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Remembering MHPD: Mike Aschenbrener

The Mendota Heights chief of police reflects on his near-decade with the department.

Editor's Note: This is the third of four articles from a series of interviews with some of the Mendota Heights Police Department's most experienced officers. The series will run this week, in honor of the department's 50th anniversary.

Nine years ago, chief of police Mike Aschenbrener left his department of 20 years in Forest Lake to work for Mendota Heights, joining a very different department than the of today.

During his near-decade as chief, Aschenbrener has made a conscious effort to increase citizen involvement in Mendota Heights. Developing the department’s volunteer base through the Reserve Officer program, which began in 2009, has been a particularly high priority for Aschenbrener.

This kind of participation is especially significant in Mendota Heights because it is, according to Aschenbrener, a bedroom community. As such, the town is populated by corporations and commuters by day and residents by night.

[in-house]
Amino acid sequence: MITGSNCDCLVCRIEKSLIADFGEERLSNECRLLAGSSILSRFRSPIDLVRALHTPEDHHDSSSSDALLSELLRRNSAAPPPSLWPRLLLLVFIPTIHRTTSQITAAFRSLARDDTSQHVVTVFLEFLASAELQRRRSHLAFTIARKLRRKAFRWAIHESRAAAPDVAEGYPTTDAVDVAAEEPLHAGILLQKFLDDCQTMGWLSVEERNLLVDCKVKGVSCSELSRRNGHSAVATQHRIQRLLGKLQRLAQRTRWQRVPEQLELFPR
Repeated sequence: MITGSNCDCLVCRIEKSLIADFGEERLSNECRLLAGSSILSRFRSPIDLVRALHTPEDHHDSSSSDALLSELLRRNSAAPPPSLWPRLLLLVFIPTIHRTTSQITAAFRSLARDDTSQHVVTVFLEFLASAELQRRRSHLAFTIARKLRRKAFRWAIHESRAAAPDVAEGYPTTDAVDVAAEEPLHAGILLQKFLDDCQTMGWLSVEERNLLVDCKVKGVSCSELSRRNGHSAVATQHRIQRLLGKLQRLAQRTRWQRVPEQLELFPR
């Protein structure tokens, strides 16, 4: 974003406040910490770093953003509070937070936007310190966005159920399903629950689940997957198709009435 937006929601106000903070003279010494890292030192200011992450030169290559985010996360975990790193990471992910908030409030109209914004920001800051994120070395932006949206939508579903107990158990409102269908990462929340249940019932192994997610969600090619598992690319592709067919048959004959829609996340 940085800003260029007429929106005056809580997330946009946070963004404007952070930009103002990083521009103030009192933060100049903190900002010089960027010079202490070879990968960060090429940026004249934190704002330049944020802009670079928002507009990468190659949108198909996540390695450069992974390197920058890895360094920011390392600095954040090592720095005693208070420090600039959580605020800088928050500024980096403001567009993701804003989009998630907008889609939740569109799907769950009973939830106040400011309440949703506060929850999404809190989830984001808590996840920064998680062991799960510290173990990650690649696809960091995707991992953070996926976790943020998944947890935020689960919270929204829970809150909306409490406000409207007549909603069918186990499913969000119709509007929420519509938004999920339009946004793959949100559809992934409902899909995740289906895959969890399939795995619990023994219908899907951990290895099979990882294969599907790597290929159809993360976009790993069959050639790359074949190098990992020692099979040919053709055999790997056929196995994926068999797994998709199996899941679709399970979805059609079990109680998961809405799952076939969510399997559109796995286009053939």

Today’s department is not only more engaged than it was 10 years ago, it is also more educated.

“There’s been a lot of career-enhancing things that will pay huge dividends,” said Aschenbrener.

Since 2003, seven officers have earned advanced degrees in law enforcement and three are currently on track to earn such degrees.

“You can really see how they’ve grown,” said Aschenbrener. “I’m very proud of that fact.”

Aschenbrener also made several changes to the department’s technology systems during his time as chief, including digitizing law enforcement records to increase efficiency.

But despite the many strides forward the department has taken, Aschenbrener recognizes that the MHPD’s 50th anniversary is an important chance to look back.

“I think it’s a huge opportunity to learn,” said Aschenbrener. “Cops are horrible in general at celebrating their history.”

Nevertheless, Aschenbrener is glad to see the department take advantage of this occasion and recognize the MHPD's legacy.

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